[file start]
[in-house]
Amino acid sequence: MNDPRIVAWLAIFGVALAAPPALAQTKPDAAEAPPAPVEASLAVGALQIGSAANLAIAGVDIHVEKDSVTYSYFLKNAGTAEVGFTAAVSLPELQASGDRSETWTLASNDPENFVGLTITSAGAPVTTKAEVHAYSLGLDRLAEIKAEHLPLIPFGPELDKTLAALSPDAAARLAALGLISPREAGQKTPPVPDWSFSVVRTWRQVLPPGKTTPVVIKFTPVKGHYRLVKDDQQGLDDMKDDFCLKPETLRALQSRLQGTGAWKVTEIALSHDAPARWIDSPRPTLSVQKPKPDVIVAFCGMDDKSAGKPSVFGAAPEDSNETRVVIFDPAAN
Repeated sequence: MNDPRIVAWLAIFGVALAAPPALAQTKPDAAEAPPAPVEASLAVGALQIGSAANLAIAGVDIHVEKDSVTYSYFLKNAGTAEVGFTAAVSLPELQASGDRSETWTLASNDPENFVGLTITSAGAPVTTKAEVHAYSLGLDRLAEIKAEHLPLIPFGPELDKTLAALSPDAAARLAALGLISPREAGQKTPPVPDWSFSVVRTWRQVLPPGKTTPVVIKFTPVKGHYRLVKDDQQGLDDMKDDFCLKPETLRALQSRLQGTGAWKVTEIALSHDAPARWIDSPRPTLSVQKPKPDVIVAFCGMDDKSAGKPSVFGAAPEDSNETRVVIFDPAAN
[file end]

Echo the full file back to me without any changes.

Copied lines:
[in-house]
Amino acid sequence: MNDPRIVAWLAIFGVALAAPPALAQTKPDAAEAPPAPVEASLAVGALQIGSAANLAIAGVDIHVEKDSVTYSYFLKNAGTAEVGFTAAVSLPELQASGDRSETWTLASNDPENFVGLTITSAGAPVTTKAEVHAYSLGLDRLAEIKAEHLPLIPFGPELDKTLAALSPDAAARLAALGLISPREAGQKTPPVPDWSFSVVRTWRQVLPPGKTTPVVIKFTPVKGHYRLVKDDQQGLDDMKDDFCLKPETLRALQSRLQGTGAWKVTEIALSHDAPARWIDSPRPTLSVQKPKPDVIVAFCGMDDKSAGKPSVFGAAPEDSNETRVVIFDPAAN
Repeated sequence: MNDPRIVAWLAIFGVALAAPPALAQTKPDAAEAPPAPVEASLAVGALQIGSAANLAIAGVDIHVEKDSVTYSYFLKNAGTAEVGFTAAVSLPELQASGDRSETWTLASNDPENFVGLTITSAGAPVTTKAEVHAYSLGLDRLAEIKAEHLPLIPFGPELDKTLAALSPDAAARLAALGLISPREAGQKTPPVPDWSFSVVRTWRQVLPPGKTTPVVIKFTPVKGHYRLVKDDQQGLDDMKDDFCLKPETLRALQSRLQGTGAWKVTEIALSHDAPARWIDSPRPTLSVQKPKPDVIVAFCGMDDKSAGKPSVFGAAPEDSNETRVVIFDPAAN